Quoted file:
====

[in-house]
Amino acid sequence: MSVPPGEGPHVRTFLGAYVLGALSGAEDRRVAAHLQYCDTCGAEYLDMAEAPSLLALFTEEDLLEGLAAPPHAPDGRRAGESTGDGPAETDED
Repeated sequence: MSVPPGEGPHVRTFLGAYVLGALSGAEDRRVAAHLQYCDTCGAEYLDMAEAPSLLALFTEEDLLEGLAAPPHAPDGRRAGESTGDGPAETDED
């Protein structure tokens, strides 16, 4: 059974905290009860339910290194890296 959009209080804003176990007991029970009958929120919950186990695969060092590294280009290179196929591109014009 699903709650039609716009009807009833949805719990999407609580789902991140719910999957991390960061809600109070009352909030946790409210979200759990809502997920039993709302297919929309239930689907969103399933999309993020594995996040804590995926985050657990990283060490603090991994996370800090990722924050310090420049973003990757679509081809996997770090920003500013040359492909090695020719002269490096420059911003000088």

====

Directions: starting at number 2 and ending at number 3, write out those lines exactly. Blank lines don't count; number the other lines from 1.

Amino acid sequence: MSVPPGEGPHVRTFLGAYVLGALSGAEDRRVAAHLQYCDTCGAEYLDMAEAPSLLALFTEEDLLEGLAAPPHAPDGRRAGESTGDGPAETDED
Repeated sequence: MSVPPGEGPHVRTFLGAYVLGALSGAEDRRVAAHLQYCDTCGAEYLDMAEAPSLLALFTEEDLLEGLAAPPHAPDGRRAGESTGDGPAETDED